Retention Initiatives

The transition from a military work environment to the civilian sector poses unique challenges to military members, including uncertainty about promotion processes and performance evaluations, communication-style differences and cultural changes. Companies that want to retain military talent frequently implement veteran-specific practices and programs to help veterans acclimate to corporate culture. While the size of a company and its resources may dictate the availability of veteran-specific retention tools, three retention initiatives and programs are highlighted below.

Provide promotion and career path transparency

In the military, service members receive clear guidance on requirements to achieve their next promotion, including the dates of upcoming promotion boards, their eligibility for promotion and steps they can take to increase their chances for promotion. The same transparency often does not exist in the private sector and the absence of clear career development guidance is a common reason veterans leave companies.  

To retain military talent, companies should provide career progression training throughout a veteran’s employment, and particularly, at milestones, like new-hire training and annual performance reviews. If possible, career path training should also identify resources and personnel available to discuss career paths, promotions and opportunities within the company.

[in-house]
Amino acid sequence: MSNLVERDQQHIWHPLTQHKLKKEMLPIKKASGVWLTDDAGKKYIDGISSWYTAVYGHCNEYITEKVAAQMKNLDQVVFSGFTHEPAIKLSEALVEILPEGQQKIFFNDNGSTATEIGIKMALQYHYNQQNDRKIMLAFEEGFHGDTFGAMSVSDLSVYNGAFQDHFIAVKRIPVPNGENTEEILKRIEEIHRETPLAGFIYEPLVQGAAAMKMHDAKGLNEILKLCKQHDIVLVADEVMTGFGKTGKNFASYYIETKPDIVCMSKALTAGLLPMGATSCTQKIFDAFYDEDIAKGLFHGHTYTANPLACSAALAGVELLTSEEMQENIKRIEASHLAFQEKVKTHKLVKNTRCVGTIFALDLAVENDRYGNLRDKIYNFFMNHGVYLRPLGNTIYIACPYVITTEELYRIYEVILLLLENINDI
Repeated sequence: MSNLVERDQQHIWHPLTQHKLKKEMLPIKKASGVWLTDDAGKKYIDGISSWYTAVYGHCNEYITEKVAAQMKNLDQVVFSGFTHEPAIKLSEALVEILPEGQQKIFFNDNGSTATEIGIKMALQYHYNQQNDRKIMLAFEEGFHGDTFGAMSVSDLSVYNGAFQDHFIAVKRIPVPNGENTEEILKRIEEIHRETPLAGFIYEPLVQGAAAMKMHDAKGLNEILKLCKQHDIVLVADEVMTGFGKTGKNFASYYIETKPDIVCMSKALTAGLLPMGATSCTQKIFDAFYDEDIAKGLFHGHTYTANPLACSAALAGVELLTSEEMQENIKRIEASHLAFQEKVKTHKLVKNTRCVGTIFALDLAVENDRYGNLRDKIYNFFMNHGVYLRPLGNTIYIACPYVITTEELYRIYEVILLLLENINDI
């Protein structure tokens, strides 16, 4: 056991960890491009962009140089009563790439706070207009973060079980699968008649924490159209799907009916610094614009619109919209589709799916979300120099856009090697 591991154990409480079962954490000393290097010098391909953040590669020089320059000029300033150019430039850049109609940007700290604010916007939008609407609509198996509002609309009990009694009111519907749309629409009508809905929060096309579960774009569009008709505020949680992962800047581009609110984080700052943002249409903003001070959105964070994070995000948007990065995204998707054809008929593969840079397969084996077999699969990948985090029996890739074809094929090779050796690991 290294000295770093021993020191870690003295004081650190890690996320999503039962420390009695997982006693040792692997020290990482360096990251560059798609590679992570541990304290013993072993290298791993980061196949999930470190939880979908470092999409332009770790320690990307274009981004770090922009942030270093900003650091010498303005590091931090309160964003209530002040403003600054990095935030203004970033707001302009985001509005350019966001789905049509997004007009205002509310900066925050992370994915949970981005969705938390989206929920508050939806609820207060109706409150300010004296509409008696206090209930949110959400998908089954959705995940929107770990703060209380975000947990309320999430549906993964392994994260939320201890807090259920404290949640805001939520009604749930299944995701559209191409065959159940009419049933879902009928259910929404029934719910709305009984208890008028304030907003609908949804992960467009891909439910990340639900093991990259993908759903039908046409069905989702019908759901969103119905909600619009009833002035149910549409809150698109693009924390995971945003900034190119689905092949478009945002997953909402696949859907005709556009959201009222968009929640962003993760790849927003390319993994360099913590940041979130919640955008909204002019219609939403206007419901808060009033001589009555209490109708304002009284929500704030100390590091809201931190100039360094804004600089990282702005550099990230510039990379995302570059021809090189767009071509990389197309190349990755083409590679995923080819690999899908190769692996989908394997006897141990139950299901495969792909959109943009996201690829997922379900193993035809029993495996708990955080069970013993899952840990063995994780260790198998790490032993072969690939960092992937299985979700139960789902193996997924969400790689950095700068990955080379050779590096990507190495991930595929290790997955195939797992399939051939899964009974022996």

Establish mentorship programs

Many companies allow veterans to participate in mentorship programs to ease the transition from the military to the private sector. These programs pair new veteran hires with senior employees who can answer cultural assimilation questions, assist veterans in building their business networks outside the military, help them establish professional goals and steer their career progression.

Companies should formally advertise mentorship programs during new hire training and encourage new hires to participation at the onset of their employment to increase program participation and maximize retention. HR professionals should also highlight the existence of these programs on company websites and in recruiting materials to serve as a selling point to job-seeking military members.

Form affinity groups

Veteran-focused affinity groups and mentorship programs help military members transition to the private sector by introducing new hires to a network of peers with shared employment and life experiences. These groups also aid established veteran employees in maintaining a connection to the military and the sense of purpose that military service offered. Advertising these programs can also boost a company’s reputation as military-friendly, which may attract new business and help recruit military talent. 

The efforts and recommendations discussed above represent some of the many ways that employers can recruit and retain military talent in today’s challenging job market. Employers should partner with employment counsel to identify and discuss legal considerations in developing targeted efforts to recruit and retain veteran employees.